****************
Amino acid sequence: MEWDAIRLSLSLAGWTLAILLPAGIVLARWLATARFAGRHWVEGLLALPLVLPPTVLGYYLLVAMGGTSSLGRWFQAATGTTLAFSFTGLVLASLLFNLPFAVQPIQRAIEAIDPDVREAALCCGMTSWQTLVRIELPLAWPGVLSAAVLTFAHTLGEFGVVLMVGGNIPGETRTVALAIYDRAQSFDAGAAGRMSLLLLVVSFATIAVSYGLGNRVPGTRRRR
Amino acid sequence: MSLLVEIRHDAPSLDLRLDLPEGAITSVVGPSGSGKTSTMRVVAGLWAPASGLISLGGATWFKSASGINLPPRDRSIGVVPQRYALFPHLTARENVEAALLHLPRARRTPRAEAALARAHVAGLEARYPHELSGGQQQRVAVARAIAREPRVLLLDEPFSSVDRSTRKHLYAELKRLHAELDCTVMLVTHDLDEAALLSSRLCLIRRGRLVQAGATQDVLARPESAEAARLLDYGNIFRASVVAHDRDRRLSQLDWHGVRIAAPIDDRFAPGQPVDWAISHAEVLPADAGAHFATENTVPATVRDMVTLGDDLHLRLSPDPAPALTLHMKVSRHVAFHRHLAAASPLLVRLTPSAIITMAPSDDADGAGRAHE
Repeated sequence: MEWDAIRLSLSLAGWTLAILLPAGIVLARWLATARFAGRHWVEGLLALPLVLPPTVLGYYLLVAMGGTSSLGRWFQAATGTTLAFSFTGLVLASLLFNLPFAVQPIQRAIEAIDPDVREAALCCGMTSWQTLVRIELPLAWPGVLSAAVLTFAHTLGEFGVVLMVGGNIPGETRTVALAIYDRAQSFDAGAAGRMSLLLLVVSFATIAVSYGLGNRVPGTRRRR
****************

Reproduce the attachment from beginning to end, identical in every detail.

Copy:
Amino acid sequence: MEWDAIRLSLSLAGWTLAILLPAGIVLARWLATARFAGRHWVEGLLALPLVLPPTVLGYYLLVAMGGTSSLGRWFQAATGTTLAFSFTGLVLASLLFNLPFAVQPIQRAIEAIDPDVREAALCCGMTSWQTLVRIELPLAWPGVLSAAVLTFAHTLGEFGVVLMVGGNIPGETRTVALAIYDRAQSFDAGAAGRMSLLLLVVSFATIAVSYGLGNRVPGTRRRR
Amino acid sequence: MSLLVEIRHDAPSLDLRLDLPEGAITSVVGPSGSGKTSTMRVVAGLWAPASGLISLGGATWFKSASGINLPPRDRSIGVVPQRYALFPHLTARENVEAALLHLPRARRTPRAEAALARAHVAGLEARYPHELSGGQQQRVAVARAIAREPRVLLLDEPFSSVDRSTRKHLYAELKRLHAELDCTVMLVTHDLDEAALLSSRLCLIRRGRLVQAGATQDVLARPESAEAARLLDYGNIFRASVVAHDRDRRLSQLDWHGVRIAAPIDDRFAPGQPVDWAISHAEVLPADAGAHFATENTVPATVRDMVTLGDDLHLRLSPDPAPALTLHMKVSRHVAFHRHLAAASPLLVRLTPSAIITMAPSDDADGAGRAHE
Repeated sequence: MEWDAIRLSLSLAGWTLAILLPAGIVLARWLATARFAGRHWVEGLLALPLVLPPTVLGYYLLVAMGGTSSLGRWFQAATGTTLAFSFTGLVLASLLFNLPFAVQPIQRAIEAIDPDVREAALCCGMTSWQTLVRIELPLAWPGVLSAAVLTFAHTLGEFGVVLMVGGNIPGETRTVALAIYDRAQSFDAGAAGRMSLLLLVVSFATIAVSYGLGNRVPGTRRRR